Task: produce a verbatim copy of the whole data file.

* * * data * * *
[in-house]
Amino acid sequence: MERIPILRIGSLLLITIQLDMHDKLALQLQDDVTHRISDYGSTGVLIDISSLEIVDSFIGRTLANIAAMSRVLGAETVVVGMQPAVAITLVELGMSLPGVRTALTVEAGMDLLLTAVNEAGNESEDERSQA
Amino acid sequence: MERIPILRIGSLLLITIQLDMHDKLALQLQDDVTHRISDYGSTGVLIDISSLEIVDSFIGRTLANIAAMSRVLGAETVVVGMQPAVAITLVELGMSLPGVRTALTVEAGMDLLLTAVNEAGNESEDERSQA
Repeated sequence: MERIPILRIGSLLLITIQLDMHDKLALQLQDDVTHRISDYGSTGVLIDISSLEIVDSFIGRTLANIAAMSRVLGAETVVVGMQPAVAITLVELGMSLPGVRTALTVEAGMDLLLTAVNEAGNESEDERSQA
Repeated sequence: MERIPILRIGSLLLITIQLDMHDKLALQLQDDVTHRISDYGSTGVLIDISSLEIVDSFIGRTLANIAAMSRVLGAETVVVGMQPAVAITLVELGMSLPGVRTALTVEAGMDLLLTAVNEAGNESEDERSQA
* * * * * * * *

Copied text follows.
[in-house]
Amino acid sequence: MERIPILRIGSLLLITIQLDMHDKLALQLQDDVTHRISDYGSTGVLIDISSLEIVDSFIGRTLANIAAMSRVLGAETVVVGMQPAVAITLVELGMSLPGVRTALTVEAGMDLLLTAVNEAGNESEDERSQA
Amino acid sequence: MERIPILRIGSLLLITIQLDMHDKLALQLQDDVTHRISDYGSTGVLIDISSLEIVDSFIGRTLANIAAMSRVLGAETVVVGMQPAVAITLVELGMSLPGVRTALTVEAGMDLLLTAVNEAGNESEDERSQA
Repeated sequence: MERIPILRIGSLLLITIQLDMHDKLALQLQDDVTHRISDYGSTGVLIDISSLEIVDSFIGRTLANIAAMSRVLGAETVVVGMQPAVAITLVELGMSLPGVRTALTVEAGMDLLLTAVNEAGNESEDERSQA
Repeated sequence: MERIPILRIGSLLLITIQLDMHDKLALQLQDDVTHRISDYGSTGVLIDISSLEIVDSFIGRTLANIAAMSRVLGAETVVVGMQPAVAITLVELGMSLPGVRTALTVEAGMDLLLTAVNEAGNESEDERSQA